4. “When the Lights Turn Off” by Christopher Baldacci
“I had three thoughts when I first saw the Mayo’s fantastic build. First was a feeling of ominous mystery, a feeling of enchantment, and finally a feeling of life. Three themes developed: the mystery theme is played in the opening bars by the piano, while violins and contrabasses play sul tasto (over the fingerboard). The theme is repeated again half way through, (at the beginning of the second part) as the room changes. The theme of enchantment is repeated often, and is woven through the whole piece even as the mood and key changes. It is first heard when there is 1:39 left in this video. Finally the theme of the toy coming to life is heard at the end (in the second video), where the piano drums a monotonous rhythm to simulate the toy’s first steps.
In the first half of the song (part 1 here on Flickr), the song describes the room musically, first with the familiar melody from “Hedwig’s Theme” by John Williams to represent the Harry Potter poster marking the wall. It seemed fitting since the same magical mystery accompanies the Mayo’s build. Then a xylophone beats out notes, a snare drum denotes the small toy soldier, and a full set of metallic timbres sing “Round and Round the Mulberry Bush” in a minor key to signify the broken Jack-in-the-Box.
Throughout it all I tried to keep the sense of tension by keeping the strings playing high, sustained chords, and using the “pinched souding” double reed family of woodwinds – Bassoon, Contrabassoon, Cor Anglais, and the unique and tensely sweet “Oboe d’Amore.” I also tried to feature the Piano, Celesta, Harp, Xylophone, Triangle, and Flute to convey that ‘toy like’ sound. Especially in the final seconds, glissandos and sharp differences in range lead up to a unfulfilled climax…always suggesting…what really happened?”
5. “Protego Maxima” by Simon Liu
6. “Ophidian Fiend” by Ian Spacek
“I wanted my music to tell a story, thus I attempted to use orchestration to interpret the different elements of Simon’s build. The opening brass is intended to represent the fortress. I tried to give the brass a majestic yet slightly sorrowful tone to portray the uncertain fate of the castle. As the central character of the MOC is a snake, my score utilizes a brass instrument called a serpent (predecessor to the trombone). I also included a hint of glass harmonica to represent the glass-like cylinder surrounding the fortress. The squeaky/scratchy sound in the second half of the piece is a musical technique called col legno. Col legno, meaning with wood, instructs the string players to use the wooden side of their bows. I image the col legno as serpent scales scrapping against the glass-like wall. Once the brass at the beginning is over, the entire composition is an ominous build-up to nothingness! The music doesn’t have resolve, because Simon’s build represents an unpredictable moment. Will the serpent destroy the castle or just sit there stupidly smiling? The creation doesn’t provide an answer so neither does my composition.”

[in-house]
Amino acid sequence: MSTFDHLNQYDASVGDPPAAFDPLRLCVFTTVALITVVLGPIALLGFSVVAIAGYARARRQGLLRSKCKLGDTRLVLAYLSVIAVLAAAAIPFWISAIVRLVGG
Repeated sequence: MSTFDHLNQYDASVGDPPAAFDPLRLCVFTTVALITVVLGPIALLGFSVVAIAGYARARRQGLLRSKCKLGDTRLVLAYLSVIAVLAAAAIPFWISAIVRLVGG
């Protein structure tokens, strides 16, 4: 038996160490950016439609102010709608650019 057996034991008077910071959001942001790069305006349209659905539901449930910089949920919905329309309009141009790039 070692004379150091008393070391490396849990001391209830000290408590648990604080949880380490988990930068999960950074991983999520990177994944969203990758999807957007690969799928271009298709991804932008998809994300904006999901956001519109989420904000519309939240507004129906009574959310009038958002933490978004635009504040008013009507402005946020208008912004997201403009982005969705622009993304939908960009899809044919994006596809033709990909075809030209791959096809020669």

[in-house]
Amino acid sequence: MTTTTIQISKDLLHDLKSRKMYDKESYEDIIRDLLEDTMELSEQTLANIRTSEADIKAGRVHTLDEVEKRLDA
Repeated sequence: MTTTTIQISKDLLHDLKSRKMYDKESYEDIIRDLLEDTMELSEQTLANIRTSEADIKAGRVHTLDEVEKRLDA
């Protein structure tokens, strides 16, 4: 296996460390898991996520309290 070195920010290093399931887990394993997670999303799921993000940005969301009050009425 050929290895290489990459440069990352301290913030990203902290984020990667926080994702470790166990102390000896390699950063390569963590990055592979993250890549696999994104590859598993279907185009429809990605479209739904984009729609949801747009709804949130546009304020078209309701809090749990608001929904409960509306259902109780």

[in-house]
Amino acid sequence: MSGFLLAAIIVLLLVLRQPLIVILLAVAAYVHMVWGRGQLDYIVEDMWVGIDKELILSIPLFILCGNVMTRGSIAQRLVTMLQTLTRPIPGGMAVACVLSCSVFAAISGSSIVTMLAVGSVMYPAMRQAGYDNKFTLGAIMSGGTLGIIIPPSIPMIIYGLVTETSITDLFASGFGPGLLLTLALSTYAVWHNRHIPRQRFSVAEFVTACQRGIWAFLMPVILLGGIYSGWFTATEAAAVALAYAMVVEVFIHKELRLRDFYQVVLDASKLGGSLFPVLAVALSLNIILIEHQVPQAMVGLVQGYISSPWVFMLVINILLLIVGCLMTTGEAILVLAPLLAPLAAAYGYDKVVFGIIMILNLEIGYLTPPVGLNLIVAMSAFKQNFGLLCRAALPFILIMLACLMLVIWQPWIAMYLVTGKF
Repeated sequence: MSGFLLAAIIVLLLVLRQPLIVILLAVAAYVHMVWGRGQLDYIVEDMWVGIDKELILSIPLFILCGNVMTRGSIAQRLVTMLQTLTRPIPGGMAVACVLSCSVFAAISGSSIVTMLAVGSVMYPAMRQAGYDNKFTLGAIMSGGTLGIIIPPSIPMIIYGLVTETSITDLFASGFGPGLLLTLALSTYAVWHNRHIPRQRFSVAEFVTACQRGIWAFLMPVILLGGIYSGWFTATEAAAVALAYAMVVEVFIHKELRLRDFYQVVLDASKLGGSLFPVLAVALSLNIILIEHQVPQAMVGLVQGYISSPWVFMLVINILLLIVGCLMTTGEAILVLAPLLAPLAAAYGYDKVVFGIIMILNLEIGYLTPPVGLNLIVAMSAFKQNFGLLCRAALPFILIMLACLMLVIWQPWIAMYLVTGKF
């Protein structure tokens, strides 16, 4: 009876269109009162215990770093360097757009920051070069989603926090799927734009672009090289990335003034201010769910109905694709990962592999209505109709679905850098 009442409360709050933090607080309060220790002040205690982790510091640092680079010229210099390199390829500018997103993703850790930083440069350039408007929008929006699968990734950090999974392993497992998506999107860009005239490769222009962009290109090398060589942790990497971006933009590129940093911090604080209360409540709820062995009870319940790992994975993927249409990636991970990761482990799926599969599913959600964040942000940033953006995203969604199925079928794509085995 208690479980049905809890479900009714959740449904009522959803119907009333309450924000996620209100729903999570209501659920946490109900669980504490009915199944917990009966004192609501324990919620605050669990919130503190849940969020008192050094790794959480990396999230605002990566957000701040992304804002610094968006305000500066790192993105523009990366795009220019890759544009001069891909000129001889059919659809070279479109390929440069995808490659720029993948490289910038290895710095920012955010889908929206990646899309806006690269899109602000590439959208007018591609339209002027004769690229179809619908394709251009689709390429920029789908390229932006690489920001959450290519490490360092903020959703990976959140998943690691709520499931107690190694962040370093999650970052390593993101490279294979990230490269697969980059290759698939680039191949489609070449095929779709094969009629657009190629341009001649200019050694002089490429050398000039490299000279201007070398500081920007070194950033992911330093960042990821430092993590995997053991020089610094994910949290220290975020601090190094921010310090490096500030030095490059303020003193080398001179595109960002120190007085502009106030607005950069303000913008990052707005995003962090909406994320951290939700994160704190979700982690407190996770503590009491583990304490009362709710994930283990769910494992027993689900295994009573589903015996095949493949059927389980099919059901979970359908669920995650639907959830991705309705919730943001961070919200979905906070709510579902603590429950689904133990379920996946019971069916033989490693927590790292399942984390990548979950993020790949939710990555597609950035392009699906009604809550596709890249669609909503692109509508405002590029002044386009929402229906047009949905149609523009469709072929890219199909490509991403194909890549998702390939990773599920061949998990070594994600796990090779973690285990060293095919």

7. “Wings of Hope by Tyler Clites
“This piece was entirely inspired from Ian’s piece, Orphidian Fiend. Ian’s musical piece sounded very mysterious and enigmatic. It made me think of some sort of puzzle reminiscent of Indiana Jones or a video game. I imagine this statue could be found deep in the heart of an ancient temple where you are tasked with finding an artifact to activate the statue’s wings.”